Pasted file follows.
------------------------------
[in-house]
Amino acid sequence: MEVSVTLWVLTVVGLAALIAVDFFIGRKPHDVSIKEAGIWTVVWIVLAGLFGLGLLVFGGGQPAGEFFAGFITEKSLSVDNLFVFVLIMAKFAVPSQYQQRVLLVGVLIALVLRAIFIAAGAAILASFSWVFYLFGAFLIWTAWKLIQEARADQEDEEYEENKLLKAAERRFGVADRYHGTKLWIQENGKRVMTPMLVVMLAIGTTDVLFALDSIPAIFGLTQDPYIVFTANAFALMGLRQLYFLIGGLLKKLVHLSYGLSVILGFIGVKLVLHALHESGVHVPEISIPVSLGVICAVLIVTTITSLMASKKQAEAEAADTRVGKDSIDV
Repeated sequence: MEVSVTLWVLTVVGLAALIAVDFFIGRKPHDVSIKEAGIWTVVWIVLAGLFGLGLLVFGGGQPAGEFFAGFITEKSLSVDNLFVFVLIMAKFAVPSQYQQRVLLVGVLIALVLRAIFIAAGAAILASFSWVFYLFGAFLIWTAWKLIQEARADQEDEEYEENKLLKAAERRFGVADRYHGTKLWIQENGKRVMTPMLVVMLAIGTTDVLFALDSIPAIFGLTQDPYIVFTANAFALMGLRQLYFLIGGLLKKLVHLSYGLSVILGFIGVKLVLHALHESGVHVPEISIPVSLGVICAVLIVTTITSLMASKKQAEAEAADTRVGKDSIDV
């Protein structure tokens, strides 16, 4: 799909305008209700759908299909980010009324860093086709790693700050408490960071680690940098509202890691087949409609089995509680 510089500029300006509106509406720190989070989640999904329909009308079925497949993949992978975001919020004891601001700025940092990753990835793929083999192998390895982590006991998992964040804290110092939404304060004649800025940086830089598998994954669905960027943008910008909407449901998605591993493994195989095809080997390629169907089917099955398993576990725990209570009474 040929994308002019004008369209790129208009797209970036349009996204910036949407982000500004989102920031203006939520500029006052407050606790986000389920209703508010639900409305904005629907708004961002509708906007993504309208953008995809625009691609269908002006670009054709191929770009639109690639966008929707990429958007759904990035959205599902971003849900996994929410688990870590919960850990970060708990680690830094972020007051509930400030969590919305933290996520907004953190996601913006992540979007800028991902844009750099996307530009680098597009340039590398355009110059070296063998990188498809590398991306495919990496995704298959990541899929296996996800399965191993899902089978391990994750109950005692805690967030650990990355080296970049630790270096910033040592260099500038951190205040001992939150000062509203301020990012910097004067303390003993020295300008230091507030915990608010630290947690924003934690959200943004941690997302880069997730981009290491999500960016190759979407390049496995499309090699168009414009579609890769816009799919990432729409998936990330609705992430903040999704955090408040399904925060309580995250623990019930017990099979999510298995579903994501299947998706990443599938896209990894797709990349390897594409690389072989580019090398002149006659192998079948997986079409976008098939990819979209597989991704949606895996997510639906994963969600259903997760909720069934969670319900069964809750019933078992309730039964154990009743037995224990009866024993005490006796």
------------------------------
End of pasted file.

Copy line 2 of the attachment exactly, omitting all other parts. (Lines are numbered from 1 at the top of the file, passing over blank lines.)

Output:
Amino acid sequence: MEVSVTLWVLTVVGLAALIAVDFFIGRKPHDVSIKEAGIWTVVWIVLAGLFGLGLLVFGGGQPAGEFFAGFITEKSLSVDNLFVFVLIMAKFAVPSQYQQRVLLVGVLIALVLRAIFIAAGAAILASFSWVFYLFGAFLIWTAWKLIQEARADQEDEEYEENKLLKAAERRFGVADRYHGTKLWIQENGKRVMTPMLVVMLAIGTTDVLFALDSIPAIFGLTQDPYIVFTANAFALMGLRQLYFLIGGLLKKLVHLSYGLSVILGFIGVKLVLHALHESGVHVPEISIPVSLGVICAVLIVTTITSLMASKKQAEAEAADTRVGKDSIDV